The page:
We recently highlighted a resilience fund in the state of Washington that has been taking an interesting long-term view of equity funding and focusing on equipping nonprofits with the tools they need to navigate a political climate that keeps delivering major shocks. Well, today’s story takes us to the other side of the country, to the city of Washington, D.C., to explore another resilience fund that is quite similar.
The Greater Washington Community Foundation (GWCF) has a relatively new fund called the Resilience Fund. Near the end of last year, the foundation announced $130,000 in new grants from this pot of money.
These new grants are addressing hate and intolerance in the D.C. area and supporting quite a few local grassroots organizations. But something that sets this resilience fund apart from the one in Washington state is that it has a dual focus on local and national organizations. GWCF is looking to national organizations to help people identify fake news and provide anti-bullying and anti-bigotry interventions. However, even the national organizations supported have local connections to D.C., which keeps this effort in sync with the community foundation’s mission.
The Resilience Fund was created in February 2017 with the help of the Eugene and Agnes E. Meyer Foundation. And like the Seattle Foundation’s Resilience Fund, the one at GWCF is made possible with support from a number of private funders and family foundations. On the GWCF Resilience Fund steering committee, you’ll find members of the Eugene and Agnes E. Meyer Foundation, Harman Family Foundation, Morris and Gwendolyn Cafritz Foundation, June Linowitz, Elaine Reuben, Rob and Sheri Rosenfeld, and Mauri Ziff and Jeff Hamond.
The most recent grants ranged in size between $10,000 and $50,000 and went to groups like the Anti-Defamation League, News Literacy Project, and IMPACT Silver Spring.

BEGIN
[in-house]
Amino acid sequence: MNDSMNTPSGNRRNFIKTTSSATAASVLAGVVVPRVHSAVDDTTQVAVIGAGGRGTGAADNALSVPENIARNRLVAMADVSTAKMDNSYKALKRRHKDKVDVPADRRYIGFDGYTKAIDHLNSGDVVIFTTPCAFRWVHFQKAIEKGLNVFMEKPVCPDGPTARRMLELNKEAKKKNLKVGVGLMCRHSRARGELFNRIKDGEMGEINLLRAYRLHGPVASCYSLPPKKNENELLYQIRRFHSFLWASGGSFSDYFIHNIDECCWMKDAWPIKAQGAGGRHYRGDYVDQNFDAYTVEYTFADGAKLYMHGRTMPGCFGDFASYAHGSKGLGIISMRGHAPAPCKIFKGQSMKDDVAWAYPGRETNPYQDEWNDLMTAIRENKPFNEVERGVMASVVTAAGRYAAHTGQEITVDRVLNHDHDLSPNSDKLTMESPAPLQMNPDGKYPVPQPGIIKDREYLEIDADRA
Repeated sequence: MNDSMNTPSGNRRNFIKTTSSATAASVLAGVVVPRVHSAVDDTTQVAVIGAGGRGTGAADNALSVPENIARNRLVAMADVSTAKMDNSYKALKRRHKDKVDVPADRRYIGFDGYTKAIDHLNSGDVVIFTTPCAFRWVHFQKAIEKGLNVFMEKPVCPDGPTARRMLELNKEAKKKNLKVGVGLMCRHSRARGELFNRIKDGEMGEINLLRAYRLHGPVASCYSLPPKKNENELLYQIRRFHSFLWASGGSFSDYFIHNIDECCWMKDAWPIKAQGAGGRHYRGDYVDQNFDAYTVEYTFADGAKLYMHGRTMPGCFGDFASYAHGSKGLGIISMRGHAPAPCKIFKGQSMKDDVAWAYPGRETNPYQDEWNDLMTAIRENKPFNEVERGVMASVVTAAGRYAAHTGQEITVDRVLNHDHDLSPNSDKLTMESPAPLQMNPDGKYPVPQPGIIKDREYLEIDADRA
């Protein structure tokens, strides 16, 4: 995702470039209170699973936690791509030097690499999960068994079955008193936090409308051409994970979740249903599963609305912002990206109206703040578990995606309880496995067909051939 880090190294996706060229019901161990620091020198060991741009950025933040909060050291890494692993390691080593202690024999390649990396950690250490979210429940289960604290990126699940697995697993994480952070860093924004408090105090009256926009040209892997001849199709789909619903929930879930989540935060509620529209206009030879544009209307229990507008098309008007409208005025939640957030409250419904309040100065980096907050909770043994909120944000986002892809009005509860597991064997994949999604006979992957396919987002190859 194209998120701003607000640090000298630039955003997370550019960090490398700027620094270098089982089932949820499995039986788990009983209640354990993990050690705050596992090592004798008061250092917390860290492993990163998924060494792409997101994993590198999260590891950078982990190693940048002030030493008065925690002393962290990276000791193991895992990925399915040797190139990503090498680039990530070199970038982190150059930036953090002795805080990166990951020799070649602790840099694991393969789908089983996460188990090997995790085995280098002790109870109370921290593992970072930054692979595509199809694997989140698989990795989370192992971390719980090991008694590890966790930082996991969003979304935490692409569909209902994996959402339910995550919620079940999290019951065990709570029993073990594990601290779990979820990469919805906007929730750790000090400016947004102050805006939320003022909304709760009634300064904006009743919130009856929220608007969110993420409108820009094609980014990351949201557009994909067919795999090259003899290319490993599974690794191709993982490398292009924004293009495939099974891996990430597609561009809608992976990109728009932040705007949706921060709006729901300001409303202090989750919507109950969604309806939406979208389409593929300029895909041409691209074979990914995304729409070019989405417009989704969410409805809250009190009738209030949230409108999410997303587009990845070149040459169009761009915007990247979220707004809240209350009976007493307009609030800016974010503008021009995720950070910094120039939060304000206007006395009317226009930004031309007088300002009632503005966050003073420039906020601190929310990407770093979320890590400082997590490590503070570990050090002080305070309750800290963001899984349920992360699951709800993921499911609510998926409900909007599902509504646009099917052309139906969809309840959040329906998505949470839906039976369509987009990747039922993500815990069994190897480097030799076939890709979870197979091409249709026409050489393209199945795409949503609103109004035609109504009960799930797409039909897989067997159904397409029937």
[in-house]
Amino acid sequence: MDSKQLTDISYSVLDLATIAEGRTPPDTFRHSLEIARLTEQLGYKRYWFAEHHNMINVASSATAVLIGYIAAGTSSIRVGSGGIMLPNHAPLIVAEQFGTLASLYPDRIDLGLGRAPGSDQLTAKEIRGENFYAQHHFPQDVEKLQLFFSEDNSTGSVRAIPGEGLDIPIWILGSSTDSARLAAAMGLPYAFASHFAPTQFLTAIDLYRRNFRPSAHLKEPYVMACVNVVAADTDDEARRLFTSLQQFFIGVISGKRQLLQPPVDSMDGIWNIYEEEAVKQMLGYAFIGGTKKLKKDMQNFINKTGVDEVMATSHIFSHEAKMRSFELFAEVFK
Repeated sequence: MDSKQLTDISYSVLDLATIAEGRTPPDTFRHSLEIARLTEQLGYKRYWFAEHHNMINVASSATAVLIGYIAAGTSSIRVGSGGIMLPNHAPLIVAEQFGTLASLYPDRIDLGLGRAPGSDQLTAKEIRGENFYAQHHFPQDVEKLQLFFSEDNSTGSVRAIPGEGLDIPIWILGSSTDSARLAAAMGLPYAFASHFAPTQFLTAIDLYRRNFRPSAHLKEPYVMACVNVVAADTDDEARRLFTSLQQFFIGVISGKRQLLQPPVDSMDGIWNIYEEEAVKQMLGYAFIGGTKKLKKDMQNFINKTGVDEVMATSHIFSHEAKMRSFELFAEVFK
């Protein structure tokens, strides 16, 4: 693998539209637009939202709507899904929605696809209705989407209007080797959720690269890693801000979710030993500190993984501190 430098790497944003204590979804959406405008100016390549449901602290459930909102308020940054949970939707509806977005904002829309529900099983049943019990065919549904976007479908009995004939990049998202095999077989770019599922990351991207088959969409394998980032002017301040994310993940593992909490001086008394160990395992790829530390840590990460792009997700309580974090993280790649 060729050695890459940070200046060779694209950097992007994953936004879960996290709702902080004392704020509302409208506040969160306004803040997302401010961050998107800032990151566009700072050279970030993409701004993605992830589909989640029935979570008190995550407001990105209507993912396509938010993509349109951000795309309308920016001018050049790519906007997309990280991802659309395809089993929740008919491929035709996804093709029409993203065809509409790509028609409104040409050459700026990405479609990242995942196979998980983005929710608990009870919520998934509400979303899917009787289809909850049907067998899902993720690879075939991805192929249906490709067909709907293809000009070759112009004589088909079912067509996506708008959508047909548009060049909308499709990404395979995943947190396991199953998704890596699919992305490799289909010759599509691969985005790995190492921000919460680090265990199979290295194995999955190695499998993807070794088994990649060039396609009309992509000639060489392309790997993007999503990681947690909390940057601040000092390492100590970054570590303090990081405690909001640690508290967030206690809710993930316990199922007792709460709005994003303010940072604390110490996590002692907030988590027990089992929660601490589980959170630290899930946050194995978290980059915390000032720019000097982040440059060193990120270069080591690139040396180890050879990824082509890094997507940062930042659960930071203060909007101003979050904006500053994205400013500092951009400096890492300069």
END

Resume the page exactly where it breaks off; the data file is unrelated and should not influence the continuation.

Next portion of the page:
The very first GWCF Resilience Fund grants were awarded this past summer, three grants totaling $110,000. These initial grants focused on the international travel policy changes and deportation policies. Then in the early fall, the fund provided a $25,000 emergency response grant to help DACA recipients in D.C., Maryland, and Northern Virginia with renewal applications. GWCF is seeking to raise $1 million for the fund by March 2018 to keep the momentum going.
Tonia Wellons, VP of community investment for GWCF, said:
A recent study from the Greater Washington Community Foundation and Urban Institute found that although our region is diverse and generally more accepting of people from different backgrounds, discrimination remains a very real concern for many residents. The Resilience Fund is responding to community needs to ensure our neighborhoods remain resilient, thriving, and more equitable and inclusive places to live despite the implications of policy shifts and “anti-other” sentiments that impact us locally. We invite those who are concerned about what is happening in our communities to stand with us against hate and intolerance by contributing to this Fund today.
Donors who give to the GWCF Community Fund can allocate their gifts to Montgomery County, Prince George’s County, D.C., Northern Virginia, or wherever the need is greatest. They can also designate specific issues they want their fund donations to address, such as women’s health care, LGBTQ rights, racial equity, legal services for immigrants, workforce development, or education. In total, GWCF gives over $70 million annually to respond to critical community needs in the region.